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Theresa May’s minority Conservative government was in crisis after Parliament ordered her to release 58 secret studies into the economic effects of Brexit – and her ministers refused to say whether they would agree to the demand.

Labour’s Shadow Secretary for Exiting the EU, Keir Starmer, used an antiquated procedure called a “humble address”, in which the Queen is asked to direct that the documents – “sectoral impact assessments” – must be released.

As this was an Opposition motion, the government refused to allow Conservatives to vote on it. Several prominent Tories including Anna Soubry and Sarah Wollaston had spoken in favour of releasing the documents, prompting accusations that Mrs May knew she would lose the vote – and has lost control of the Parliamentary process of exiting the EU.

It meant the motion, for the assessments to be released to the Commons’ Brexit select committee for scrutiny, passed unanimously.

Independent Parliamentary clerks delivered a bombshell: The decision is binding on the government. That is to say that the governent must now deliver the documents or face the possibility of being found in contempt of Parliament.

And the Commons’ Speaker, John Bercow, said he would consider “carefully” any representations alleging contempt if the documents were not delivered promptly.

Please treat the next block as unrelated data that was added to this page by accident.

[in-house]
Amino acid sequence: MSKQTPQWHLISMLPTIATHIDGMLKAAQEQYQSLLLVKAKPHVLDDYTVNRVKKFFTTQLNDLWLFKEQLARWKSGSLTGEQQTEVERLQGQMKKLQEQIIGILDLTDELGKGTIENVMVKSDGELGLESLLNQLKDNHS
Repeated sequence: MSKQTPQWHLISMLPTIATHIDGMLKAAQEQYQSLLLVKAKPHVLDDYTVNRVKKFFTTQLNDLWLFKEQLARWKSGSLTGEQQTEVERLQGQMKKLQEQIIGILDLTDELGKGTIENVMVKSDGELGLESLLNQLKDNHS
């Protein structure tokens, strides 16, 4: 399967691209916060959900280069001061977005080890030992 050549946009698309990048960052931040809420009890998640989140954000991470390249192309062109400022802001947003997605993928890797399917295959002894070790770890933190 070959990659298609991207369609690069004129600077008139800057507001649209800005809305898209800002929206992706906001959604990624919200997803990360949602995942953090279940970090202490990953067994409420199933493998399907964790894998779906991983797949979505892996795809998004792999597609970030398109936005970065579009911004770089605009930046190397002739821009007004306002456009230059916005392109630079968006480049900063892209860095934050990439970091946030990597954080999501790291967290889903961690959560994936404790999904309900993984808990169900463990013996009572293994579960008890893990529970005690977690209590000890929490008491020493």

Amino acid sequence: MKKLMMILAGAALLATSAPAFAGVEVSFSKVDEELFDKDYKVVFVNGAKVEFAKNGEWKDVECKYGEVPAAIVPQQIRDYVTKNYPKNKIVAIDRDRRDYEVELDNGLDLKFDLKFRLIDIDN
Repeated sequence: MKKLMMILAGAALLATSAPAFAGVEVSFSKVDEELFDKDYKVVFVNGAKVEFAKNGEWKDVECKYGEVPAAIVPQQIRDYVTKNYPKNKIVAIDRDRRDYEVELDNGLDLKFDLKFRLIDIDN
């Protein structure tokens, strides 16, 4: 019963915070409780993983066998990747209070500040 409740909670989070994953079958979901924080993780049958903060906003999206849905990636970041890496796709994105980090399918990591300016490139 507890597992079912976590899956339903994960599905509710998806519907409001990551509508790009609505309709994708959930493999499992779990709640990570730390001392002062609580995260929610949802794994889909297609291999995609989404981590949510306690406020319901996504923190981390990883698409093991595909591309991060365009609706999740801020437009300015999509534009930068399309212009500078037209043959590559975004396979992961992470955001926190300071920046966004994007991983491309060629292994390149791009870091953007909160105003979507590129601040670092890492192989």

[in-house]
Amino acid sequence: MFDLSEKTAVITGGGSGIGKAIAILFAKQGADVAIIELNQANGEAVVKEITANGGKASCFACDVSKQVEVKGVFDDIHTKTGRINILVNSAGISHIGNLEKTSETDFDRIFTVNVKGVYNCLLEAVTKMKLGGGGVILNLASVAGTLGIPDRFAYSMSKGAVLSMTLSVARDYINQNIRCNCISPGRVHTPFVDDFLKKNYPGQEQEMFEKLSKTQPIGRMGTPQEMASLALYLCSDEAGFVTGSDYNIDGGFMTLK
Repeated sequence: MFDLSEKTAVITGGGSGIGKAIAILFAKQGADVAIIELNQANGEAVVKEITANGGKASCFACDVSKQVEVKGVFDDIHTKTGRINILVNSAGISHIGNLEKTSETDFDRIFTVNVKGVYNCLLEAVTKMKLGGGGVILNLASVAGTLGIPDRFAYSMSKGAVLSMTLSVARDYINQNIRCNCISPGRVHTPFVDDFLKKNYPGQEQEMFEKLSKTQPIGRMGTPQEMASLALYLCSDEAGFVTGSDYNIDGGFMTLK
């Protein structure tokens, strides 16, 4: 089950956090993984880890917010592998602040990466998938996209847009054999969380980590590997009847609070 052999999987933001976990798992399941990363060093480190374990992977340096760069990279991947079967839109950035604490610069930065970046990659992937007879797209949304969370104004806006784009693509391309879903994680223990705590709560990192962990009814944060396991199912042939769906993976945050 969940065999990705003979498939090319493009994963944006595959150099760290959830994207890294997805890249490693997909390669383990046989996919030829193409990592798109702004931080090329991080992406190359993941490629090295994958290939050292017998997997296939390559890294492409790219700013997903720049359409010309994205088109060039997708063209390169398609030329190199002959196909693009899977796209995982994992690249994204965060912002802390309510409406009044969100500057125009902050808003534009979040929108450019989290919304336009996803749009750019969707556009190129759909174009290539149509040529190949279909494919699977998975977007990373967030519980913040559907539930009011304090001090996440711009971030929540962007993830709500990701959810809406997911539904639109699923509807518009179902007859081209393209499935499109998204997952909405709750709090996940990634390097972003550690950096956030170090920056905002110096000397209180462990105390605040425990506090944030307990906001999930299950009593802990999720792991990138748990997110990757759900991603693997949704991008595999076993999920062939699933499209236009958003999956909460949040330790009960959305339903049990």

“I would consider that matter most carefully,” he said. “The question of time, in both the context of the decision taken by the House tonight and the wider context of public policy, is an important question, and yes, it does form part of the equation that the Chair would have to address.”

 

So, what happens now? Twitter has been a flurry of activity:

If Tom Newton Dunn’s tweet is accurate, then there could be more angry scenes as redacting the documents would be denying the will of Parliament and the government could still be facing allegations of contempt.

Last word – for now – should go to Dennis Skinner, who ended the debate by asking the Speaker: “I know that Mr Speaker likes to reply to points of order, so I will just throw him one. He and I have been here a long time, so, like me, does he feel that the Government are dying on their feet?”

Mr Bercow did not answer – perhaps because the answer is obvious.


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